Header image for news printout

UN expert criticises boycott of Durban Process, calls for urgent action against transnational racism

NEW YORK (28 October 2021) – The UN’s expert on racism has strongly criticised countries boycotting the Durban Declaration and called on them to recommit to the principles for combatting racial discrimination and intolerance agreed at the landmark World Conference against Racism held in Durban, South Africa, 20 years ago.

“The unequal impact of the COVID-19 pandemic is the most recent reminder of how deeply entrenched racial, ethnic and national disparities remain in enjoyment of fundamental human rights,” Tendayi Achiume, UN Special Rapporteur on contemporary forms of racism, told the General Assembly on Wednesday.

“The Durban Declaration and Programme of Action (DDPA), agreed two decades ago, offers a principled and practical blueprint for undoing discriminatory structures and achieving equality and justice for marginalized and exploited groups and individuals.”

She urged countries reaffirm their commitment to the transnational fight against racism as she presented to the General Assembly her report highlighting the contributions of the Durban Declaration, with recommendations for fighting intolerance and structural inequality.

“Twenty years ago, the world stood at a crossroads in Durban,” she said. “Now, despite the dedicated advocacy and grass-roots mobilization of the last two decades, the world stands at a similar crossroads. I urge UN Member States – and the entire international community – to reaffirm the commitments enshrined in the Durban Declaration and take concrete steps to realize the promise of transnational racial equality and racial justice.”

She criticised countries that announced they would not participate in a recent General Assembly commemoration of the Durban Conference and the Declaration, or in the Durban process. 

“Rather than using the DDPA to fight against racism, several States have instead signalled they intend to abandon the Durban process,” Achiume said. “This group includes some of the greatest beneficiaries of colonialism, slavery and the trans-Atlantic slave trade.

“I call on States participating in any form of DDPA boycott to instead demonstrate their genuine commitment to racial justice and equality by implementing the DDPA and engaging in its follow-up mechanisms.”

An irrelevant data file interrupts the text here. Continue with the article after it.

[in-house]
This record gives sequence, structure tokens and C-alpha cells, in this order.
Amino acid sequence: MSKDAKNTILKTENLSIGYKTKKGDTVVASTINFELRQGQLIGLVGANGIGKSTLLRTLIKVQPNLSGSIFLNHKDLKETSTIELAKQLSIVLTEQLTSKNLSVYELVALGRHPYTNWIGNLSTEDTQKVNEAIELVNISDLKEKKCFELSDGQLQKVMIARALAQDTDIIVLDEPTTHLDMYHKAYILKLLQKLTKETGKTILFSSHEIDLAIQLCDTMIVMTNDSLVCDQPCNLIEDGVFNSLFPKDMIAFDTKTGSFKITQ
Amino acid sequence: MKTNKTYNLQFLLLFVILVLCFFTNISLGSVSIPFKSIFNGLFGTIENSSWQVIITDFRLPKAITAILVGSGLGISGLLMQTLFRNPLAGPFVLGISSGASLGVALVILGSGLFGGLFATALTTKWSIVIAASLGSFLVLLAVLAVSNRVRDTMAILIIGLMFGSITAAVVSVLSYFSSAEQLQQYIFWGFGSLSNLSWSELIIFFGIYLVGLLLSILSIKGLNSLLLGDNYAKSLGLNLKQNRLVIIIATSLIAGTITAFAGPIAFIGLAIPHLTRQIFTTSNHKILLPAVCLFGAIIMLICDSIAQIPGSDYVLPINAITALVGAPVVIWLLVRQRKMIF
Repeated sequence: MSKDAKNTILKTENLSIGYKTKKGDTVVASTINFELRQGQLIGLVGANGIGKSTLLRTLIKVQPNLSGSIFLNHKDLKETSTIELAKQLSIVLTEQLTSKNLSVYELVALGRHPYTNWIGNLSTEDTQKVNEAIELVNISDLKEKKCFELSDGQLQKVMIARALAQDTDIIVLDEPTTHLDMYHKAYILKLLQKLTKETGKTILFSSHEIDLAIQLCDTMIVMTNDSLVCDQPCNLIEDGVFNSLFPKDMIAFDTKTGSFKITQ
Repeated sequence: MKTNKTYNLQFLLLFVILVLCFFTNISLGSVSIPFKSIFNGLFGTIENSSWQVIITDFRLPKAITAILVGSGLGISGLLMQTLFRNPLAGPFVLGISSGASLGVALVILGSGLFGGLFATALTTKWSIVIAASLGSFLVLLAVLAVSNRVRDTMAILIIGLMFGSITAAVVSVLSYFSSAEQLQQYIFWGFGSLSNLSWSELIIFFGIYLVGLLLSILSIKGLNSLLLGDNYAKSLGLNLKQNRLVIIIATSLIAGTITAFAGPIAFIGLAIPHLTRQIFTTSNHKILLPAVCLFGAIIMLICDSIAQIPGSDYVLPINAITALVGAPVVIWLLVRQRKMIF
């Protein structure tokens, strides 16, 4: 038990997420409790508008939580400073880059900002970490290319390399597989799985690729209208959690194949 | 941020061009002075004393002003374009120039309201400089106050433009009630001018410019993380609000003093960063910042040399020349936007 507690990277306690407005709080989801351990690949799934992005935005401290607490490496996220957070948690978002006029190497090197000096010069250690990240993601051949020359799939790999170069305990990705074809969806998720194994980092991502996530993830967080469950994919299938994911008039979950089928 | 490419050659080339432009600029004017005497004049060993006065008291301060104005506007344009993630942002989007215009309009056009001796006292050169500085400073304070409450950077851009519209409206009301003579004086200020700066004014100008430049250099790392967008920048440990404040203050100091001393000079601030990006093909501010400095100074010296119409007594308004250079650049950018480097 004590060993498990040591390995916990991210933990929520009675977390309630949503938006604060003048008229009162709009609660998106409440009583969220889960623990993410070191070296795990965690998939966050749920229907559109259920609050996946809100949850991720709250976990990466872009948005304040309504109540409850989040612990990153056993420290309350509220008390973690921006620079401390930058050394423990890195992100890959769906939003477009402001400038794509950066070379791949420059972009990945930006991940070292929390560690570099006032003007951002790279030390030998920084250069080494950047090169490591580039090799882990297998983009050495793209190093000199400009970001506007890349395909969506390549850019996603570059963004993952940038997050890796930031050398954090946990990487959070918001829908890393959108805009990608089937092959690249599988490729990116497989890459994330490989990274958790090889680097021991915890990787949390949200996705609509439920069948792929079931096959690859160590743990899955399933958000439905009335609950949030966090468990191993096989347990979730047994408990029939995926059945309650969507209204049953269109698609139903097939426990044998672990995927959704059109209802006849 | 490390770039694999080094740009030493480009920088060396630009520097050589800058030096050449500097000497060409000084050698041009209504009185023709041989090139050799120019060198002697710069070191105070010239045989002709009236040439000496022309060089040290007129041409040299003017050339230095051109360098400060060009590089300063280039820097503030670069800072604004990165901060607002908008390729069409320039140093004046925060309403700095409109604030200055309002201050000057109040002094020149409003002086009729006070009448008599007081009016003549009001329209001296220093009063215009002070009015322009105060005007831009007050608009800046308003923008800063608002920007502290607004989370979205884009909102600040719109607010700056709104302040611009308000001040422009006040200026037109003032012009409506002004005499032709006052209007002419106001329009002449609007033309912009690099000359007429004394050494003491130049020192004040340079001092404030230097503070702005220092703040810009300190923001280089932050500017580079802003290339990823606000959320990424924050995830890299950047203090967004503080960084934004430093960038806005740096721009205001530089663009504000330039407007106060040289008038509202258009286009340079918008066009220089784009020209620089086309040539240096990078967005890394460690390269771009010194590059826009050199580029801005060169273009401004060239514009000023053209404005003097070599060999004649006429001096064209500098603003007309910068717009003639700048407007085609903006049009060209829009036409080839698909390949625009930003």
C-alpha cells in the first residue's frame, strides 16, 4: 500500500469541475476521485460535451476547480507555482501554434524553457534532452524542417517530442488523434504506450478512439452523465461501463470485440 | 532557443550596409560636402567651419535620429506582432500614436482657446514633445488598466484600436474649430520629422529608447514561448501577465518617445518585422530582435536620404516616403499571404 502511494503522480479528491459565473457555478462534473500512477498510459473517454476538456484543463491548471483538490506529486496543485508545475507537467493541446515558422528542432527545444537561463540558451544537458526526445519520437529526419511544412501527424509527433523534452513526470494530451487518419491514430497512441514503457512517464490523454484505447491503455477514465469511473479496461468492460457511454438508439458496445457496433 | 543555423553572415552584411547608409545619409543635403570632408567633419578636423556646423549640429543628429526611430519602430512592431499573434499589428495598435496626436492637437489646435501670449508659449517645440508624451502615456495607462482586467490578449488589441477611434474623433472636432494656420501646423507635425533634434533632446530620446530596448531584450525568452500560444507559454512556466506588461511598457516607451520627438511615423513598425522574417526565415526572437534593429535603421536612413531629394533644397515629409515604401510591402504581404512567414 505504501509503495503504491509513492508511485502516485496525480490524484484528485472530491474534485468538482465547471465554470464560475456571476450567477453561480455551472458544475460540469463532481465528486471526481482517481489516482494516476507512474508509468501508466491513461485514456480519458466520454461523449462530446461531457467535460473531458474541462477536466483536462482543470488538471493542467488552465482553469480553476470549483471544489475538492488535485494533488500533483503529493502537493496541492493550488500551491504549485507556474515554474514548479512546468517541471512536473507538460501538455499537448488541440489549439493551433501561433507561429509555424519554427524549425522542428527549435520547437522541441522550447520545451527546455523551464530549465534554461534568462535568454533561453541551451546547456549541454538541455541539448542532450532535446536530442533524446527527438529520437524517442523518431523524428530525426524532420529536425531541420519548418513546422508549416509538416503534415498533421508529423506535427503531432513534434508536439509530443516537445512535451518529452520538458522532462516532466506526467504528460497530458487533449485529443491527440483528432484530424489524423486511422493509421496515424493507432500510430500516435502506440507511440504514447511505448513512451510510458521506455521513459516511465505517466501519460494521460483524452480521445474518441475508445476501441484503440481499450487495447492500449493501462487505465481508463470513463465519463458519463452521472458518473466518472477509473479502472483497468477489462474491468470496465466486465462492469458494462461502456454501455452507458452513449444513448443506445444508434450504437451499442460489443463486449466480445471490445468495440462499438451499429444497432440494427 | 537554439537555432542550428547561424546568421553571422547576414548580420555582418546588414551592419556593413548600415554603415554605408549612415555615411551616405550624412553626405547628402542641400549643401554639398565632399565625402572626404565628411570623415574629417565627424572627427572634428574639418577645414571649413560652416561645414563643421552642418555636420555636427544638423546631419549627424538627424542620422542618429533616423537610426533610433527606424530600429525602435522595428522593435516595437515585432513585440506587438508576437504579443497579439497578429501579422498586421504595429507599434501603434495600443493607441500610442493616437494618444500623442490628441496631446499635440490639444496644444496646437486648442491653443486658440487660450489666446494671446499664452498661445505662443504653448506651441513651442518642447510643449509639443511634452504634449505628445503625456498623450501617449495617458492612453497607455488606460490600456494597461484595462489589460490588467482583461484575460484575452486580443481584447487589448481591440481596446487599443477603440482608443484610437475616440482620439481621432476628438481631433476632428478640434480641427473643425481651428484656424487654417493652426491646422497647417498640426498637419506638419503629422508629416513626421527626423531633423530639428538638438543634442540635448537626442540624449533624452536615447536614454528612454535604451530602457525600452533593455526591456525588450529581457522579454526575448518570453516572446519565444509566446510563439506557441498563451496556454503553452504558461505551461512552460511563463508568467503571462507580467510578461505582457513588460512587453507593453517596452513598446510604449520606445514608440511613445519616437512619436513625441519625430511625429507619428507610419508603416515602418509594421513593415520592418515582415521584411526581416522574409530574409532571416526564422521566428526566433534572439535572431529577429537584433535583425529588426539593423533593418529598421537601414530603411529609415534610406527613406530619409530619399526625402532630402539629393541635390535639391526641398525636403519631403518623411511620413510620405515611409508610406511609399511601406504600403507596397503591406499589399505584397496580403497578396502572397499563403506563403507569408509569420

ENDS

Ms. Tendayi Achiume (Zambia) was appointed by the Human Rights Council as Special Rapporteur on contemporary forms of racism, racial discrimination, xenophobia and related intolerance in September 2017. Special Rapporteur Achiume is the Alicia Miñana Chair in Law at the University of California, Los Angeles (UCLA) School of Law. She is also a research associate of the African Center for Migration and Society at the University of Witwatersrand in South Africa. 

The Special Rapporteurs are part of what is known as the Special Procedures of the Human Rights Council. Comprising the largest body of independent experts in the UN Human Rights system, Special Procedures is the general name of the Council’s independent fact-finding and monitoring mechanisms that address either specific country situations or thematic issues in all parts of the world. Special Procedures experts work on a voluntary basis; they are not UN staff and do not receive a salary for their work. They are independent from any government or organization and serve in their individual capacity.

For more information and press inquiries, please contact: Carmen Arevalo Flores (+41 22 917 9296 / carmen.arevaloflores@un.org); or ohchr-racism@un.org)

In New York, please contact Mr. Nenad Vasic (vasic@un.org, +1 917 941 7558)
For media enquiries regarding other UN independent experts, please contact Jeremy Laurence, UN Human Rights – Media Unit (jeremy.laurence@un.org , +41 22 917 93 83)

Follow news related to the UN’s independent human rights experts on Twitter @UN_SPExperts.